After reading a post by Nelson Minar about Google's Webmaster Tools, I ran on over to Google to see what I could learn about VentureBlog. The setup and verification process for the Webmaster Tools was really simple. After having demonstrated that I was the rightful owner of VentureBlog, I was able to see an interesting analysis of those searches and clicks on Google that point to VentureBlog.
Not surprising, four of the top six Google queries that include links to VentureBlog are "venture capital," "venture," "venture capitalist," and "venture capitalists." The Google tools also tell you the average top link position held by your site for any given search (in other words, what was the highest position held by a link to your site for that search). For all of these "venture capital" related terms, VentureBlog is in the top ten organic links. That makes perfectly good sense to me given my natural tendency to write about Venture Capital. In contrast, however, there is not a single search in my top twenty that includes the term "VC." Not "VC" or "VCs" or "What's a VC" or "Ninja VC" or "Sand Hill VC" or "Tech VC," and certainly not "A VC." Nary a single "VC" search term in the VentureBlog top twenty.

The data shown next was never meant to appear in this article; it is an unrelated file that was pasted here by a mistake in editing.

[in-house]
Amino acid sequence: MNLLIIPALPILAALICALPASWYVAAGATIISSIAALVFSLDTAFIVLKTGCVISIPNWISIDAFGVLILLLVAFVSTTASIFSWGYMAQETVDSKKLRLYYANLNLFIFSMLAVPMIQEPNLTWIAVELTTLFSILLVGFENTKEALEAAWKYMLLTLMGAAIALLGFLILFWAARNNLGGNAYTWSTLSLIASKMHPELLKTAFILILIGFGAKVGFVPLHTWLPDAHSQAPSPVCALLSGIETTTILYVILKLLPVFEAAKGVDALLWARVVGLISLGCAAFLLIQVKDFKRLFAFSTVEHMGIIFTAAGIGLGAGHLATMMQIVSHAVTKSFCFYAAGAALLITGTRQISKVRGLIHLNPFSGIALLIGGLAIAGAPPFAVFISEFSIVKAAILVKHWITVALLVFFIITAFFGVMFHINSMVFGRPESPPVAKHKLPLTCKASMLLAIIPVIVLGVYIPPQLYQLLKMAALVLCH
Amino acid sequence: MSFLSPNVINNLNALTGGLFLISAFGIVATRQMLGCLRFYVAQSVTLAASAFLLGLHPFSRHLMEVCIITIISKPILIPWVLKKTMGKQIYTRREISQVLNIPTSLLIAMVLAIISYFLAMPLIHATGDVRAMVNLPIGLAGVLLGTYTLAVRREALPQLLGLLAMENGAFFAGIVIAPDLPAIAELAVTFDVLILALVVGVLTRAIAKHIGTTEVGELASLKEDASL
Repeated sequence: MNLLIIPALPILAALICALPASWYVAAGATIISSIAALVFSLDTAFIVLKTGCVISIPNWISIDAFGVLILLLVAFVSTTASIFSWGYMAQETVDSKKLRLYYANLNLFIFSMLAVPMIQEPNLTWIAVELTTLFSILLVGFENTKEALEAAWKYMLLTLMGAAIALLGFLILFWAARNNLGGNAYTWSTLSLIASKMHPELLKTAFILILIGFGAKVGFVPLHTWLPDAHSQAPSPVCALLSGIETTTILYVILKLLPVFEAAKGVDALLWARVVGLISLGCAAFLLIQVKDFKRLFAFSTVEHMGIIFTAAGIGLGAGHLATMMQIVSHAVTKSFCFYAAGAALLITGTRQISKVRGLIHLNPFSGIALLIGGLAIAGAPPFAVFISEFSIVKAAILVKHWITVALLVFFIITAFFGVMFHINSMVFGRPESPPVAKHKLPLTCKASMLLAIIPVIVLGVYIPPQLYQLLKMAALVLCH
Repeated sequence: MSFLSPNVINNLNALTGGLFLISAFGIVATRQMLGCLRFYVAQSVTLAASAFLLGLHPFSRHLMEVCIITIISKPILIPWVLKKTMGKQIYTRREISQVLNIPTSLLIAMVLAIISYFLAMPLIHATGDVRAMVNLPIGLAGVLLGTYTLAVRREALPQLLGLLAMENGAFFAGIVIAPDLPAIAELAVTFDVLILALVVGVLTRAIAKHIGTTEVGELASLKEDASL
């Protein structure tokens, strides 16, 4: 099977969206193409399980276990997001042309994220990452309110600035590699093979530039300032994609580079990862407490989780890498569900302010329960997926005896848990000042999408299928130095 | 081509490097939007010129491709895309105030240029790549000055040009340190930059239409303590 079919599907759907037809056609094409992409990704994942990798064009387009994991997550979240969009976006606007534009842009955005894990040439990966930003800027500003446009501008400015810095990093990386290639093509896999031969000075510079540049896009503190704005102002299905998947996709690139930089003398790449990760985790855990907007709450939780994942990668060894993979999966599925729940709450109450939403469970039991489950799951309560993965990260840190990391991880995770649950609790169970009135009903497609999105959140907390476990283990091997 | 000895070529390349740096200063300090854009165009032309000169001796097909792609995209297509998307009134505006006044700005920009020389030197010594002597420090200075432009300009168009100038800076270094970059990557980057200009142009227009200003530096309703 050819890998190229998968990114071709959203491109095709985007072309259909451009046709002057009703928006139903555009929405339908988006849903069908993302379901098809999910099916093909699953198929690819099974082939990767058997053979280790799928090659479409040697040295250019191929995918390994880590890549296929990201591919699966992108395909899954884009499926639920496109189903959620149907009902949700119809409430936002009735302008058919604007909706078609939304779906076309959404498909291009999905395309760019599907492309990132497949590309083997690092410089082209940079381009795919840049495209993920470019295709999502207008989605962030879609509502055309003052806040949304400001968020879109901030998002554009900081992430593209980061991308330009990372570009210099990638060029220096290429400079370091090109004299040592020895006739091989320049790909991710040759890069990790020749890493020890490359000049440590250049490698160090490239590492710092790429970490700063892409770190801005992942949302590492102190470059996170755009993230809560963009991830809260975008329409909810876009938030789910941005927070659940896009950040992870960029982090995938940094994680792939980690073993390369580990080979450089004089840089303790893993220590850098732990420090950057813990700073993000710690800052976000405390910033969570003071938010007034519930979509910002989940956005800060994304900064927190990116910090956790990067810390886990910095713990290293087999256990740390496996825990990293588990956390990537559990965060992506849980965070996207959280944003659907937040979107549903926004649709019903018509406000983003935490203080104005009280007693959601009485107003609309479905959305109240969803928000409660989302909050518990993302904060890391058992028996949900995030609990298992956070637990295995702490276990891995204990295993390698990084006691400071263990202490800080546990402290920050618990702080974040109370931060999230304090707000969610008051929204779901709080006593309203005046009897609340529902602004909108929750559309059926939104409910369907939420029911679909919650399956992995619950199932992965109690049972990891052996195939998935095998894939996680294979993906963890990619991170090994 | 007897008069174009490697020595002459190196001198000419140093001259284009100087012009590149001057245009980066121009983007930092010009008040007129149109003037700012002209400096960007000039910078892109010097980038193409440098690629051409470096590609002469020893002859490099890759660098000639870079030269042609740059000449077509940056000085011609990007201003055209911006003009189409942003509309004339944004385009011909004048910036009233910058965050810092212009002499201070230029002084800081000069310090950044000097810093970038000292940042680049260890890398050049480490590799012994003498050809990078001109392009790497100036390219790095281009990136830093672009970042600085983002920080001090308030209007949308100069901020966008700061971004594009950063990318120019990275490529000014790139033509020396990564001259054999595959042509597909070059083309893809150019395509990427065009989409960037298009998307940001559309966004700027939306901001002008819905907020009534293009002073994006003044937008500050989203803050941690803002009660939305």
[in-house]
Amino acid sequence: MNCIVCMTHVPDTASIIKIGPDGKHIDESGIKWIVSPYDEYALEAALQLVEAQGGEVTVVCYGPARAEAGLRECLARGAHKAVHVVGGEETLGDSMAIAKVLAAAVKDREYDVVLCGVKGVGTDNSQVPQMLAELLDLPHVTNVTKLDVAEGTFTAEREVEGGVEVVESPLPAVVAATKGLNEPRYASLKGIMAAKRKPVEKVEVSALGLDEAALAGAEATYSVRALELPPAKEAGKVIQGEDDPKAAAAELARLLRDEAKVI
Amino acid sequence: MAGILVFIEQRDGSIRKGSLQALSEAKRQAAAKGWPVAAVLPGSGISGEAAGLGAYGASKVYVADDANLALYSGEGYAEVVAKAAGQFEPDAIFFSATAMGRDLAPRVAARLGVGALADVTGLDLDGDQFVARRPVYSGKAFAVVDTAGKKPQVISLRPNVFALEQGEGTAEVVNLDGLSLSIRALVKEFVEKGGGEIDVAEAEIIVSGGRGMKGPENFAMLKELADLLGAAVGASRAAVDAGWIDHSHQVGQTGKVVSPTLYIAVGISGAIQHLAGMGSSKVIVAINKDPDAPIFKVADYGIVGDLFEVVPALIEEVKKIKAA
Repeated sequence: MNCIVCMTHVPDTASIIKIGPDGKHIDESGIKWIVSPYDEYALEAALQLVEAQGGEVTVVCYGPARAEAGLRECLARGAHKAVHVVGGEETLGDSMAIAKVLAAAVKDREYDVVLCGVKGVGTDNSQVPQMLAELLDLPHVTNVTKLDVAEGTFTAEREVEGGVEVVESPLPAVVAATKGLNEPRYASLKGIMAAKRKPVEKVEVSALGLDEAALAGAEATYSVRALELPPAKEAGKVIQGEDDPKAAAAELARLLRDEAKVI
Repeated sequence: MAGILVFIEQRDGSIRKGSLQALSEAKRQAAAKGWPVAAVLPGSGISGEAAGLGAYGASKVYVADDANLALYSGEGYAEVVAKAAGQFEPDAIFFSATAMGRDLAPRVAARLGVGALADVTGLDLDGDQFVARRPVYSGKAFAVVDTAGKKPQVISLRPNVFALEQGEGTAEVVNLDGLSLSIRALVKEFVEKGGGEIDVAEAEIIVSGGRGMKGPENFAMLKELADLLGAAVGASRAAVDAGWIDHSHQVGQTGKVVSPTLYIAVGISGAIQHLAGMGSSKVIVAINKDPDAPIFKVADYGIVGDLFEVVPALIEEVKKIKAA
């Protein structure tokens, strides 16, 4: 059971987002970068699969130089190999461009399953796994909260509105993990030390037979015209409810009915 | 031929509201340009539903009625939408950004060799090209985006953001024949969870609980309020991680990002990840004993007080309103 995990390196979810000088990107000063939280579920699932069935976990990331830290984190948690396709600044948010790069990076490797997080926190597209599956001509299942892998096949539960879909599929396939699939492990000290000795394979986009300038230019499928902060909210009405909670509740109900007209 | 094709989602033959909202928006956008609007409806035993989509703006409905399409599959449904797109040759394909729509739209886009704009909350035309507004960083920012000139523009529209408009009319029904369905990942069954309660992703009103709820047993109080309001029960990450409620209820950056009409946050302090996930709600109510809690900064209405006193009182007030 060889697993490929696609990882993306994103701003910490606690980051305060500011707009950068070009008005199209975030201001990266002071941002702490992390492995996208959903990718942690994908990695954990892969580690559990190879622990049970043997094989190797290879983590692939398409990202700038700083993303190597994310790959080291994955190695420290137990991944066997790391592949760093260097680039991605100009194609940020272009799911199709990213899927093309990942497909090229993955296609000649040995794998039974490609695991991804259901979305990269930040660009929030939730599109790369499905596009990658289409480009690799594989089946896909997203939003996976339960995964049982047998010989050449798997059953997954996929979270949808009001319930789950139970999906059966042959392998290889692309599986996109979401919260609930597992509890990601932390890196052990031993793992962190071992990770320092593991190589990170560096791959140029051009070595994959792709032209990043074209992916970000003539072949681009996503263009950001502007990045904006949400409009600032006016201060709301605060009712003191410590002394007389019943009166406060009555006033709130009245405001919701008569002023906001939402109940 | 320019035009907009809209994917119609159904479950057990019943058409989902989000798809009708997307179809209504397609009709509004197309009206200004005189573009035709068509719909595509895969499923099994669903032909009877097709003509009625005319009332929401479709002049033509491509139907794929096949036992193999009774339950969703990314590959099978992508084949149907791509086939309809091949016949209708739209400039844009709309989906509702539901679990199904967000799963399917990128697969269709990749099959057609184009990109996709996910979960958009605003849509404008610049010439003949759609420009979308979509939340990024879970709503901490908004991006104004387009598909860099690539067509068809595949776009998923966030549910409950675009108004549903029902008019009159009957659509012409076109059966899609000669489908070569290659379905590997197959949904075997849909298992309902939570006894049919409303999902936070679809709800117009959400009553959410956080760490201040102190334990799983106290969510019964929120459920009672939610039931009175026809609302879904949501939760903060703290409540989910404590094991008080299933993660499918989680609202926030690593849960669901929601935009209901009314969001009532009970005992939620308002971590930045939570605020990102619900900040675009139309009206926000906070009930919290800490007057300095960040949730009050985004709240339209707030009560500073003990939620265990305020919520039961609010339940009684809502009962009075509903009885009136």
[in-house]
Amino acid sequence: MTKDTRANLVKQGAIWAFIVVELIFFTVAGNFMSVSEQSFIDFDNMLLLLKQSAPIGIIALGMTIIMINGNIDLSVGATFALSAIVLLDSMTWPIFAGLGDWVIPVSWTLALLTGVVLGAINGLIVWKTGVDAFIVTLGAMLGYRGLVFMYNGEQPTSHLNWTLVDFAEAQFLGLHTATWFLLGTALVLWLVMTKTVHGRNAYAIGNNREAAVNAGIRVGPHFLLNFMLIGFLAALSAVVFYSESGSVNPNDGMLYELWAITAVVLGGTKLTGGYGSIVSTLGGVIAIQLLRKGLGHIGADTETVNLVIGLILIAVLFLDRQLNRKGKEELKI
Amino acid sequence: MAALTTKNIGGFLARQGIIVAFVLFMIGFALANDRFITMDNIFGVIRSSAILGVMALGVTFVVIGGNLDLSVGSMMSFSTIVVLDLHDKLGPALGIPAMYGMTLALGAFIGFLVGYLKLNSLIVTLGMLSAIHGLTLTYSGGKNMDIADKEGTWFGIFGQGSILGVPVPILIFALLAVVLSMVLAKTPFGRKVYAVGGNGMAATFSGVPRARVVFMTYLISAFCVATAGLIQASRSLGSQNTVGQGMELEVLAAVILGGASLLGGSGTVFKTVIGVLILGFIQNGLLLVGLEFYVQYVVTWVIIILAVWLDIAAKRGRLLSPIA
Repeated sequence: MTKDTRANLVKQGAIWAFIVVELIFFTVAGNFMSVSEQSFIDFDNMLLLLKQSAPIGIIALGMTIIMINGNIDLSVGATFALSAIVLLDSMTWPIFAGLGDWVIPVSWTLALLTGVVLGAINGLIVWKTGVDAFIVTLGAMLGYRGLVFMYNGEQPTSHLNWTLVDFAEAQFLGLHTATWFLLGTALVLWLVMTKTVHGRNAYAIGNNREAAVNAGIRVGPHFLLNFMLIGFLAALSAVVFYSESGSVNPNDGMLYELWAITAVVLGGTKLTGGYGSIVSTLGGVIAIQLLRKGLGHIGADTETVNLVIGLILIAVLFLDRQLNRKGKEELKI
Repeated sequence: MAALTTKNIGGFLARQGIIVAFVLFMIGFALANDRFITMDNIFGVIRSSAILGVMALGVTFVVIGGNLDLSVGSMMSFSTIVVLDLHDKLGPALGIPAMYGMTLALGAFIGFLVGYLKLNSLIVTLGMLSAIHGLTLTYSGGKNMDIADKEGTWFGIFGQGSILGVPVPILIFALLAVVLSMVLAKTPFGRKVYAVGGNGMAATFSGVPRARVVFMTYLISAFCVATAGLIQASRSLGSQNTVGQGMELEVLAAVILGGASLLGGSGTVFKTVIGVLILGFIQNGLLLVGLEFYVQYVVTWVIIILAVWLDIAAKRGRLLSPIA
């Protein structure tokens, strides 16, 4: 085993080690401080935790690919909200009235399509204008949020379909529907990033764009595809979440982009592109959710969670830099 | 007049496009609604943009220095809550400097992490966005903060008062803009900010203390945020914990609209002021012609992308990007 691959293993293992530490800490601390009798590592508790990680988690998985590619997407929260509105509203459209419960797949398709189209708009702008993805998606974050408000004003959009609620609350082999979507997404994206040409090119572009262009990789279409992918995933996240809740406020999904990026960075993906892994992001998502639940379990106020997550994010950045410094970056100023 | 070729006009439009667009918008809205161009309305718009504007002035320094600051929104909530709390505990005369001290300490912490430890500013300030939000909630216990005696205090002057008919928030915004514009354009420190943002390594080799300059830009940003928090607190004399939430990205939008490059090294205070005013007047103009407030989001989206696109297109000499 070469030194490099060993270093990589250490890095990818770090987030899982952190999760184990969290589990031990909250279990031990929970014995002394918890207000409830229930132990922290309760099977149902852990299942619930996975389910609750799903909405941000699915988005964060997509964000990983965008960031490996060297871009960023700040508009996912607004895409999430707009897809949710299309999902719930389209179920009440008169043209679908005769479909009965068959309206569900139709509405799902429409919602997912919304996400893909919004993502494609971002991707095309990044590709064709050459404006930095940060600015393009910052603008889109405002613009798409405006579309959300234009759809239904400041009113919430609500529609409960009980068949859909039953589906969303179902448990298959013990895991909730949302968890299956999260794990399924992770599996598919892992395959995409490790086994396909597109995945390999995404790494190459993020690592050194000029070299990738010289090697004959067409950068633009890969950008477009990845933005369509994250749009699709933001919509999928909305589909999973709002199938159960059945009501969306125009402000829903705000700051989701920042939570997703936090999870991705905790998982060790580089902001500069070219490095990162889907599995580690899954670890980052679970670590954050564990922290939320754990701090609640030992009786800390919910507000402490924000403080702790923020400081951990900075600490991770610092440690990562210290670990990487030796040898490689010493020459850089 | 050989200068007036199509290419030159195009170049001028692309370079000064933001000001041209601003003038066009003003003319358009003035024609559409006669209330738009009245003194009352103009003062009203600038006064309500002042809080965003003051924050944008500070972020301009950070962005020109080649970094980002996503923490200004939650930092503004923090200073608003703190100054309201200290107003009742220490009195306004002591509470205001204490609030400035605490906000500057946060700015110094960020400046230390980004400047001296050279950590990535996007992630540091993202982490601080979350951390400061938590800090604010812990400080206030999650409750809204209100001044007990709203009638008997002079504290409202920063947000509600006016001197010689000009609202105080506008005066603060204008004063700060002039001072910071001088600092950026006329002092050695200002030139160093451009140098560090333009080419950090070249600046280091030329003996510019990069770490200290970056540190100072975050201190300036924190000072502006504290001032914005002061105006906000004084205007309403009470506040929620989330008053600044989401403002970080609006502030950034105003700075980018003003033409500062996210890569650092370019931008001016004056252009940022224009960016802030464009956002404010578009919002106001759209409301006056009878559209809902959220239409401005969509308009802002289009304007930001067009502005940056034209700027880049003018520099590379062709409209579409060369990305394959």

For the life of me, I can't figure out why that is. Admittedly, I don't have "VC" in the title of my blog, like Redeye VC or BeyondVC. But I certainly reference the term "VC" often enough, even occasionally in the titles of my posts. So what's keeping me down? Hopefully as I spend more time looking at the Google Webmaster Tools, I'll be able to better understand the dynamics of page rank.
I thoroughly enjoy writing VentureBlog. As I've said many times before, it gives me the opportunity to engage in a conversation with a really smart community of entrepreneurs. But it also affords me an incredible education. How else would I get an inside view of things like page rank, search dynamics, linking, referral traffic, viral growth, advertising dynamics, etc.? The understanding of each of these elements is invaluable when evaluating Internet businesses and VentureBlog has afforded me a front row seat to the show. I look forward to continuing to use services like Google's Webmaster Tools to make the most of that front row view.
Update: A commenter below writes "Couldn't you be a little less obvious for fucks sake?" Jeesh. Of course I could. In fact, I don't think that I could be any more obvious. That was the whole point. So much for irony.